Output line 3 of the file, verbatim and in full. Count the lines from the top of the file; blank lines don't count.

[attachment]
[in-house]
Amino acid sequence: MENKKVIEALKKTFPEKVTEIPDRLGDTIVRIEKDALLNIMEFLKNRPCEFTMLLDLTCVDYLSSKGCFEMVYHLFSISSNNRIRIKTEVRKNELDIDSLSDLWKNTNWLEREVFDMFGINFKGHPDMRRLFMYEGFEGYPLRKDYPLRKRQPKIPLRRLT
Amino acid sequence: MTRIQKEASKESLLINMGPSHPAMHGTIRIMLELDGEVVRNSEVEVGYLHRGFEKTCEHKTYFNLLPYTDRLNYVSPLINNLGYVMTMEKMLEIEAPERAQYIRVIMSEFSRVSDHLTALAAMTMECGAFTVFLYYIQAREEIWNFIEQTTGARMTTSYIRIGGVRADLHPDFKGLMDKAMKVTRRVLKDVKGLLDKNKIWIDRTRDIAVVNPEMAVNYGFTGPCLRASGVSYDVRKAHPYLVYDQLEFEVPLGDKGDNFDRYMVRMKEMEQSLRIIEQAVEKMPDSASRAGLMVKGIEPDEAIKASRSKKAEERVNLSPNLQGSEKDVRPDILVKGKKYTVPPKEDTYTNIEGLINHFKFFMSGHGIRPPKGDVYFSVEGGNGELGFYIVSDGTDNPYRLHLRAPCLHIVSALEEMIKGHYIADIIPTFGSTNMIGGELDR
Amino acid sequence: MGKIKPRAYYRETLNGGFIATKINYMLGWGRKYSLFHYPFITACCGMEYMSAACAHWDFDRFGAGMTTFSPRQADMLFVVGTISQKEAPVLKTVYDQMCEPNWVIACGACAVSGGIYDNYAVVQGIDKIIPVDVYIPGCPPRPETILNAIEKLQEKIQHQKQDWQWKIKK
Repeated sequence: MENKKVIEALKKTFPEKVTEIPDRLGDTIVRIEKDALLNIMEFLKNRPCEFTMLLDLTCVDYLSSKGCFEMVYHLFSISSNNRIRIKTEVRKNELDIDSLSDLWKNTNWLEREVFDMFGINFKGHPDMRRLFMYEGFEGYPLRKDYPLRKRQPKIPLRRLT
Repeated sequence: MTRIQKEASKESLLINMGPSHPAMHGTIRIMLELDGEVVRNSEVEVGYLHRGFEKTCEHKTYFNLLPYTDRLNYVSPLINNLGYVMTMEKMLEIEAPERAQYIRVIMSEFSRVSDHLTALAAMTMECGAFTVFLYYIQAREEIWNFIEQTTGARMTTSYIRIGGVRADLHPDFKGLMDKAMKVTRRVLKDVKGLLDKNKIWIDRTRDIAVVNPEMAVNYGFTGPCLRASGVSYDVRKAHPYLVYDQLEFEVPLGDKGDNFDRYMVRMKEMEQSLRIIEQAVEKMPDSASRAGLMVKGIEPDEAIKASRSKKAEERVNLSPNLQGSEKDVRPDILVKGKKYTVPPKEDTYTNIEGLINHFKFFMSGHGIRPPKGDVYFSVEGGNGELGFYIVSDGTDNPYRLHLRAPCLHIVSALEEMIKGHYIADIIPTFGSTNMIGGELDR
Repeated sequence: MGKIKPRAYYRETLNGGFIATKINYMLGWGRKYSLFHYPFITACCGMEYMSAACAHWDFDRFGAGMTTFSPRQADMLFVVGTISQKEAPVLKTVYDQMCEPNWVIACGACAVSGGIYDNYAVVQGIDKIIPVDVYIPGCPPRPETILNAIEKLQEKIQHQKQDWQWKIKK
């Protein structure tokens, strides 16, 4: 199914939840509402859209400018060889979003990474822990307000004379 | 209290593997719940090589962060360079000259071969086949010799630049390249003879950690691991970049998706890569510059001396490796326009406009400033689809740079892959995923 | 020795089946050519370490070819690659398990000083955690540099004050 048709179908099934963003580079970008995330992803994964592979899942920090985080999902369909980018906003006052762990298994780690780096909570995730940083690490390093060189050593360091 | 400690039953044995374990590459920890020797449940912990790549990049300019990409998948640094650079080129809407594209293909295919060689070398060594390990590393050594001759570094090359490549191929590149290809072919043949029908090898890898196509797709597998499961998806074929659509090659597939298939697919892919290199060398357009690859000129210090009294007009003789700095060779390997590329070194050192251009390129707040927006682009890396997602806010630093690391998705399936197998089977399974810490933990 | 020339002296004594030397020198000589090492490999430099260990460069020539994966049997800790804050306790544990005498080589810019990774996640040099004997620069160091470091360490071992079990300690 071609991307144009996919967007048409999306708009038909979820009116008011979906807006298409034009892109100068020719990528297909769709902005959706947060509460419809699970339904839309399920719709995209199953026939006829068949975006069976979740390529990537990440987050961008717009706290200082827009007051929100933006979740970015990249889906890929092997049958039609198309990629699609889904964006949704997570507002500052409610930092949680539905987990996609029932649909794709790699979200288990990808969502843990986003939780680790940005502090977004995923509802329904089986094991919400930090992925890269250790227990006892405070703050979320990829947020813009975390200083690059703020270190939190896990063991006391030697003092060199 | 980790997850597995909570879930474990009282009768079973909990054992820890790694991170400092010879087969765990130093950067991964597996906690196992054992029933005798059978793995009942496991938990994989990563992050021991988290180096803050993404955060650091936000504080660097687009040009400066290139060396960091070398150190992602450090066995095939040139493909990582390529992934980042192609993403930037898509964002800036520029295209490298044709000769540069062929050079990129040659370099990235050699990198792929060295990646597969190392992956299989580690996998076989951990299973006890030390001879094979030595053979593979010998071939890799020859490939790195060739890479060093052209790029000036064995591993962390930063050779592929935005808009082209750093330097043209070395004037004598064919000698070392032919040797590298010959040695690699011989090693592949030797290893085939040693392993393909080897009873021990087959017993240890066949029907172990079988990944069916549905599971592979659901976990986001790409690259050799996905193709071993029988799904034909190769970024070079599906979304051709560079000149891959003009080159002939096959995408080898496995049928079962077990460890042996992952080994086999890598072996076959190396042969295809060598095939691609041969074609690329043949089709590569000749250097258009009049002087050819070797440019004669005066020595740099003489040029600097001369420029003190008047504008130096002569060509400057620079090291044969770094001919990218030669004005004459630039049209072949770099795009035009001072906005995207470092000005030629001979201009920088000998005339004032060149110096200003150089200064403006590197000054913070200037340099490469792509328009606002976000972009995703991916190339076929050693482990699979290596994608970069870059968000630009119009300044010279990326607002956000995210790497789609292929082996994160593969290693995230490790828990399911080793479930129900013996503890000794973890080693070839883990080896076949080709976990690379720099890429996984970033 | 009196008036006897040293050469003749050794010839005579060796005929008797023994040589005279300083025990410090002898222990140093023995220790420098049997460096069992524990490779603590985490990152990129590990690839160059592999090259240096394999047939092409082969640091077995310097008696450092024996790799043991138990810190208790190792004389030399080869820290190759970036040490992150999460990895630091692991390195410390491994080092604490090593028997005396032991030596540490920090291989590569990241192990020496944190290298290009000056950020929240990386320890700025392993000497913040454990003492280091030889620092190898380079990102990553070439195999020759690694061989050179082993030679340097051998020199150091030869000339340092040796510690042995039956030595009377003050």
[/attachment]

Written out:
Amino acid sequence: MTRIQKEASKESLLINMGPSHPAMHGTIRIMLELDGEVVRNSEVEVGYLHRGFEKTCEHKTYFNLLPYTDRLNYVSPLINNLGYVMTMEKMLEIEAPERAQYIRVIMSEFSRVSDHLTALAAMTMECGAFTVFLYYIQAREEIWNFIEQTTGARMTTSYIRIGGVRADLHPDFKGLMDKAMKVTRRVLKDVKGLLDKNKIWIDRTRDIAVVNPEMAVNYGFTGPCLRASGVSYDVRKAHPYLVYDQLEFEVPLGDKGDNFDRYMVRMKEMEQSLRIIEQAVEKMPDSASRAGLMVKGIEPDEAIKASRSKKAEERVNLSPNLQGSEKDVRPDILVKGKKYTVPPKEDTYTNIEGLINHFKFFMSGHGIRPPKGDVYFSVEGGNGELGFYIVSDGTDNPYRLHLRAPCLHIVSALEEMIKGHYIADIIPTFGSTNMIGGELDR